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baking prep


I am terrible about making gift lists. Birthday lists, Christmas lists, any-occasion-where-I-get-a-gift lists... you name it. Well, with the exception of the wedding registry. That I thoroughly enjoyed. Plus, I wanted to be sure there were enough things on there that no one would be tempted to go off-script. Because as we can all imagine, that almost never ends well. But for most any other occasion, I am the worst person in the world to ask for a gift list. I'm not sure why I've developed such a dislike for them, but there it is. My sisters always ask me for a list around Christmas or birthday and I always have the same reaction. "But if I give you a list, then you'll buy something off the list!" And where's the fun in that? I want to be given the thing that you want to give me. Or I suppose I could re-situate the emphasis as... I want to be given the thing that you want to give me. And a list destroys that option because the giver is then just choosing off a predetermined menu and isn't really thinking about what is meaningful for them.

Sorry, that was a total rabbit hole. The point there - and I swear there's a point - is that Aaron convinced me to make a Christmas list this year. Go figure, right? I spend a paragraph ranting about how I'm terrible at lists and then tell you the point of the story is... that I made a list.

Whatever. I made a list this year and in the process, I discovered at random The Thing That I Wanted.

It's beautiful.

It's Tradition in a Tin. It's baking magic. It's what I will use for one of the twelve days of Christmas every year.

It's a bright red Nordicware village.*

And Aaron bought it for me.

Guys, it's so beautiful. I don't know what it is about this pan, but I love it so much. There was a plain metal one too, but for some reason it had to be the red version. There's just something so perfectly joyful about it with its intricate houses and chimneys and footpath and brilliant red glaze.

We've already started designating the buildings. The one on the back left has the largest hearth, so of course that one's the pub. The one with the round side nooks can be a church - we'll call those the chapels. And the little cottage on the right clearly belongs to a wooly Miss Marple type. Sharp as a tack, but with the coziest parlor.

So the pan lives in my kitchen now and of course I tried it out as soon as we got home from celebrating with my family. I'd known all along exactly what I wanted to bake in it: the soft, dark, perfect gingerbread from my childhood. Mom would make it for us as a treat - we thought it was cake and would always eat it warm with a scoop of vanilla ice cream. The most infamous story from this one was when she made it for my sister's grade school birthday party. Her classmates immediately assumed it was chocolate cake and, well, when you're a grade school child and you expect chocolate, no gingerbread is really going to take the cake. (Forgive the pun.)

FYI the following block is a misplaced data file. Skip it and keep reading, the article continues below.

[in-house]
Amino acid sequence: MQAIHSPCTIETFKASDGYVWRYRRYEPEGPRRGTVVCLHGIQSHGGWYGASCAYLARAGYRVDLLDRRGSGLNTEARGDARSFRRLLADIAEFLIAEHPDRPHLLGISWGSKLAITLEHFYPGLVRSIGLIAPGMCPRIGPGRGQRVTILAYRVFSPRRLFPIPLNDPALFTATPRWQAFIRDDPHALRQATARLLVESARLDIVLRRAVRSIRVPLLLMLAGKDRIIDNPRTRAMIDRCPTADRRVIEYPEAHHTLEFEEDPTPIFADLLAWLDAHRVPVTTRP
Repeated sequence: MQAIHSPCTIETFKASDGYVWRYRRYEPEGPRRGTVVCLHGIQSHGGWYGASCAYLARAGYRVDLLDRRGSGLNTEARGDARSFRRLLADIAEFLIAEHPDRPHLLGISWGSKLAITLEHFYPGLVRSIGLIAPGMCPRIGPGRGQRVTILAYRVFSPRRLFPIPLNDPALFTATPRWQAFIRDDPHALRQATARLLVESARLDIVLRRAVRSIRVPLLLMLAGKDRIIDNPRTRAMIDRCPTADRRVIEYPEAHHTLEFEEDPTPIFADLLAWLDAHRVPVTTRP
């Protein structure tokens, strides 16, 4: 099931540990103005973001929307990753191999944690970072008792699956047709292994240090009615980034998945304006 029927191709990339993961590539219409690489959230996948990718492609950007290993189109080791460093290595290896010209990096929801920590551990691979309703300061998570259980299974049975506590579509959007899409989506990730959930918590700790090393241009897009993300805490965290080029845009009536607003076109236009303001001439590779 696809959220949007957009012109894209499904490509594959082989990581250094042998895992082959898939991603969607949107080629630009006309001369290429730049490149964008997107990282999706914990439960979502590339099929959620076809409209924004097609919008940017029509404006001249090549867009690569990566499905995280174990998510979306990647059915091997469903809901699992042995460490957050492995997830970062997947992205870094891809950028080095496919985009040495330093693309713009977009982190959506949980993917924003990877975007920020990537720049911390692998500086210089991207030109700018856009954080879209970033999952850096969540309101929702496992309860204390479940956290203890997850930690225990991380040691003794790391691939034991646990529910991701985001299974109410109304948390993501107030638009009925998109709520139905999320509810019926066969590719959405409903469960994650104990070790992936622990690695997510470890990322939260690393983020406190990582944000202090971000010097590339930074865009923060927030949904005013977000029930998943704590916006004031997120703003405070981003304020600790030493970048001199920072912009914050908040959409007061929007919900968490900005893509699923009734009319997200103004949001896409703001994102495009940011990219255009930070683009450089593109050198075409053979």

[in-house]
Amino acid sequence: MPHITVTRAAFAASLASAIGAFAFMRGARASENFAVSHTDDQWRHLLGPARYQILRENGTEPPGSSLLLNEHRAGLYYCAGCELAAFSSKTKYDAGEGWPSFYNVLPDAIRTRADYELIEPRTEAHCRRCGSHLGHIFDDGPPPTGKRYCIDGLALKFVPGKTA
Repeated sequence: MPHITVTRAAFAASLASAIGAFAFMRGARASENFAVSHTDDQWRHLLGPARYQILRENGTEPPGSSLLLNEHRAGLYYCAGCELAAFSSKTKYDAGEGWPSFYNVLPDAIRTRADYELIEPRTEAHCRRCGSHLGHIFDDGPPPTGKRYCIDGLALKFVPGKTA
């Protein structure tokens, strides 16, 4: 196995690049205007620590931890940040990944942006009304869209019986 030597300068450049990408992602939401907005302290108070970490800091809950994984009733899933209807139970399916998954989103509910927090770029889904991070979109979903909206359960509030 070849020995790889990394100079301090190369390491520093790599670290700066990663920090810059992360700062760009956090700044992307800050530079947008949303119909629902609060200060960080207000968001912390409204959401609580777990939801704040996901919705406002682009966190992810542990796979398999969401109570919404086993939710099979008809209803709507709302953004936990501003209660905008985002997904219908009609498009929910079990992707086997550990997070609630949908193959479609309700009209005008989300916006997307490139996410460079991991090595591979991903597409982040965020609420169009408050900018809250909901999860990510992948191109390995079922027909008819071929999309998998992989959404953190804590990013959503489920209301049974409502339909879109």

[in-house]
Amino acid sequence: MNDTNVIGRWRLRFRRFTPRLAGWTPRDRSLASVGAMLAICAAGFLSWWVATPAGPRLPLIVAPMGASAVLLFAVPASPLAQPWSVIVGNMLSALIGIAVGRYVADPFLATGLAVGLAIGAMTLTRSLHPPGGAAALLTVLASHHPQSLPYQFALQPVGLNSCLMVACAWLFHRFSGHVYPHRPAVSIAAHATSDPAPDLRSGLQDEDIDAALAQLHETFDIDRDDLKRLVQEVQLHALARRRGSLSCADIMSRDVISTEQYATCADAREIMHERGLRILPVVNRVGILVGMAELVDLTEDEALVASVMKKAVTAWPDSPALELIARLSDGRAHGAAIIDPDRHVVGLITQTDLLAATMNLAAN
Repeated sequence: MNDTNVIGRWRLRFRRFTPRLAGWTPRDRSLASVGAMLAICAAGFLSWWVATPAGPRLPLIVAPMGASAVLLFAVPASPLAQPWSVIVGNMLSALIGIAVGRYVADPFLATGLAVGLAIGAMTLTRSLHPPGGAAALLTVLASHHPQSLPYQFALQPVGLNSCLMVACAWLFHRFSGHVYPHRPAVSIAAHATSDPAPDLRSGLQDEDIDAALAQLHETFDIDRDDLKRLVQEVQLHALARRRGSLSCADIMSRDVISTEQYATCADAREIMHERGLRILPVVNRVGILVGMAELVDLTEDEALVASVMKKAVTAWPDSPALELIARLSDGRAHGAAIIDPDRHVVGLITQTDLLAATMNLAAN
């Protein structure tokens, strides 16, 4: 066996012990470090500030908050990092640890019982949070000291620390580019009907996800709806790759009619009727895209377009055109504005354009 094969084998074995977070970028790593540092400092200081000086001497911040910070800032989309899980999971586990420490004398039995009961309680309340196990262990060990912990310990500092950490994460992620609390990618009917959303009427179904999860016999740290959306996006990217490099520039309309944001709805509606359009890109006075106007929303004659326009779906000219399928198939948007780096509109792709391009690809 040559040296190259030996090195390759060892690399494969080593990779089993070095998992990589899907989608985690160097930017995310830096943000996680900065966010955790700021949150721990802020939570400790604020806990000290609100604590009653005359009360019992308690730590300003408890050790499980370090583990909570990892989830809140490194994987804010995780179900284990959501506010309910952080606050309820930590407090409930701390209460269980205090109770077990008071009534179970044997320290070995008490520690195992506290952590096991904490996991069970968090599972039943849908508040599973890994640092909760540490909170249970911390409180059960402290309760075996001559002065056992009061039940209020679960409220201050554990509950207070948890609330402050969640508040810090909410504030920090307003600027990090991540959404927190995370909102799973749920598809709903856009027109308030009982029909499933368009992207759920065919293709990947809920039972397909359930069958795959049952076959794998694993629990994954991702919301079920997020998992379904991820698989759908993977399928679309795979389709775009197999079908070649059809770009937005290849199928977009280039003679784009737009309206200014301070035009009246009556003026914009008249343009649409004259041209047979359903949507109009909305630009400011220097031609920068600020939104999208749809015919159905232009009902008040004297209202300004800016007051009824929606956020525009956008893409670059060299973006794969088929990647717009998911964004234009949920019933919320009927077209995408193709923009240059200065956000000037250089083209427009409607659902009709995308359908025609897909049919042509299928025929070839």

But regardless, this gingerbread has always been a favorite of ours, its non-chocolateness notwithstanding. I definitely recommend using blackstrap molasses when you make it. I'm a bit of a hypocrite myself since I used up the standard molasses in my cabinet for this round (in my defense, it was the leaking bottle and something really had to be done about it), which is why the gingerbread is a bit lighter. With the blackstrap, it's a beautiful rich, dark hue and has an extra depth of flavor.

And with that, bring on the ice cream and let's do this thing!

*this is not a sponsored post - just a very happy gift recipient



yield: 1 9"x13" pan


3 cups whole wheat flour 1 tsp ginger 1 TB cinnamon 1 tsp cloves ½ tsp salt 1 tsp soda 1 cup oil 3 eggs 1 cup buttermilk 1 cup blackstrap molasses


  1. In a large bowl, combine all ingredients and mix until thoroughly combined.

  2. If you have a gingerbread mold, prepare it according to the manufacturer's instructions and fill about ¾ full with the dough. An ice cream scoop is perfect for dispensing into small molds.

  3. If you do not have a mold, grease a 9"x13" baking pan and pour all of the batter into it.

  4. Bake at 350º for 20-30 minutes or until a tester comes out clean.

  5. Serve warm with a scoop of vanilla ice cream.

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Pick varieties and flavors that bring you joy. Not everyone is a baker and not everyone likes to cook. 


Enjoy the process. One of my favorite things while baking is to knead the dough and feel how it changes in my hands. I love chopping vegetables that came fresh from the farmer's market, brushing the dirt off the leaves, and creating with something that came from the earth.


Listen to jazz. I know this is a personal preference, but there are few things that give me quite the feeling of contentment as cooking a good meal with a glass of wine and a Thelonius record on in the background.

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